How the Democratic Party quit being wimpy
The Democratic Party released its 2016 platform — and it reveals a lot about its new bold spirit
The Democratic Party has completed work on its 2016 platform, and though there may be a few changes before it gets ratified at their convention, the major provisions are clear. What's also clear is that this is the most progressive platform the party has ever produced. Many people have noted in recent years how far the Republican Party has moved to the right; it's clear that the Democratic Party is also moving to the left. But more importantly, Democrats are no longer acting like they're ashamed of what they believe.
Let's look at some of what this year's platform will be advocating:
- An increase in the minimum wage to $15 an hour, indexed to inflation
- Abolishing the death penalty
- Breaking up banks that pose a systemic risk to the economy because of their size
- A "multi-millionaire surtax," an increased estate tax, and what sounds like a new version of the "Buffett Rule," which would impose a minimum tax on those with very high incomes
- An increase in Social Security benefits
- Allowing either a Medicare buy-in or some other form of "public option" in health coverage
- A call for America to get half of its energy from clean sources in 10 years, and all of its energy from clean sources by the middle of the century
- The repeal of the Hyde Amendment, which forbids the use of federal funds for abortions
- Support for states legalizing marijuana, though not federal legalization
That all sounds like a smashing victory for Bernie Sanders, and with the exception of Cornel West (who abstained), all of Sanders' representatives on the committee voted in favor of this version of the platform. Sanders himself issued a statement saying that while there are some good things there, he wanted more, like a ban on fracking, a carbon tax, and opposition to the Trans-Pacific Partnership (Clinton has come out against the TPP, but it didn't make it into the platform). Which is to be expected, if Sanders' role now is to keep pushing the party to the left no matter how far it actually moves.
But it would be absurd to deny that it has in fact changed. And much of the movement comes in the form of taking what Democrats already believed and being more emphatic about it. The repeal of the Hyde Amendment, for instance, demonstrates that Democrats aren't going to be apologetic about abortion rights; perhaps after watching the comprehensive war on those rights Republicans have waged in recent years, Democrats are finally fed up with the "safe, legal, and rare" language Bill Clinton used and are more willing to be forthright about abortion.
In other areas, the platform has taken what were already consensus or at least majority positions among Democrats, like abolishing the death penalty or (sort of) supporting marijuana legalization, and saying them out loud. In other words, Democrats may move to the left, but what's really striking is how much more confident they seem in their own views.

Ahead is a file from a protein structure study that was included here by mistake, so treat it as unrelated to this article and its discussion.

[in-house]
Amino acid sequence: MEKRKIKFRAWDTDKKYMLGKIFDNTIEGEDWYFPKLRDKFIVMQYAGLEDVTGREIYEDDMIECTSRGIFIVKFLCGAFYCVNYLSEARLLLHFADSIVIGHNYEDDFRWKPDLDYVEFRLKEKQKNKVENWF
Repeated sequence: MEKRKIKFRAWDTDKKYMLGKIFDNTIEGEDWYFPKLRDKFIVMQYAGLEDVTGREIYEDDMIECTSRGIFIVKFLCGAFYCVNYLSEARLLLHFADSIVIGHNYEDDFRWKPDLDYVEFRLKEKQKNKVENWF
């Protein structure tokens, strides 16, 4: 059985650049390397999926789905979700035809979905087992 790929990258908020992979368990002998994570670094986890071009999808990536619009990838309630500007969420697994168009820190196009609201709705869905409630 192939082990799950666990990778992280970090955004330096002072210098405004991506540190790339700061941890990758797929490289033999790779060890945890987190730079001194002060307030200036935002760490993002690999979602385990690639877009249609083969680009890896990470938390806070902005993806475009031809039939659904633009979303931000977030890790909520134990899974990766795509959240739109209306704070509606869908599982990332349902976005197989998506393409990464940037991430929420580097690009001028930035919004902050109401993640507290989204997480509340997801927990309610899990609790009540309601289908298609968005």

Look at the recent sit-in in the House of Representatives over gun legislation. After two decades of living in fear of the NRA and hoping nobody would bring up guns, Democrats are now ready not only to advocate new legislation but to use the issue against their opponents. To anyone who knows how timid they've been on this issue, the change is remarkable.
Perhaps this new confidence comes from Democrats' understanding that they have majority support in the country, and simultaneously realizing that there's little they can do to win over the voters who despise them, particularly in the South. After years of approaching conservative white voters on their knees — Watch, I'll go hunting! I'll go to a NASCAR rally! Will that make you happy? — Democrats have decided that they don't really need those voters, and they'd do better to serve the people who might actually vote for them.
That's possible because there are fewer and fewer Democrats who actually depend on those voters to get elected. It's a story of our country's polarization, which has its roots in the party realignment that began in the 1960s. After Lyndon Johnson signed the Civil Rights Act, he told his press aide Bill Moyers, "I think we just delivered the South to the Republican Party for a long time to come." And he was right — conservative Southern whites who had been Democrats since the Civil War began to migrate to the Republican Party, eventually pushing moderate Republicans out. There remained a few white Southern Democratic politicians, but fewer and fewer with each passing year.
As this sorting process proceeded, the parties grew farther apart. But for a long time, particularly since the 1980s, the Democrats slowly got more liberal, while the Republicans rapidly got more conservative (you can see change in these graphs charting polarization in Congress). At this point it's hard to imagine how the GOP could get any more conservative unless it started advocating burning witches at the stake. Republicans' growing ideological extremism may have freed Democrats up to be themselves without worrying about whether they might alienate some white guy from Alabama whose vote they were never going to win anyway. And the spreading understanding of the Democrats' demographic advantage — where they have strong support among most of the groups whose proportion of the population is growing — serves to make them even more bold.
Bernie Sanders may be able to take some of the credit for a Democratic Party platform that's more liberal than ever before. But the truth is that it would probably have happened with or without him. Democrats may have ground to make up in Congress and on the state level, but more so than in an awfully long time, they know who they are and what they believe, and they aren't scared anymore to say it.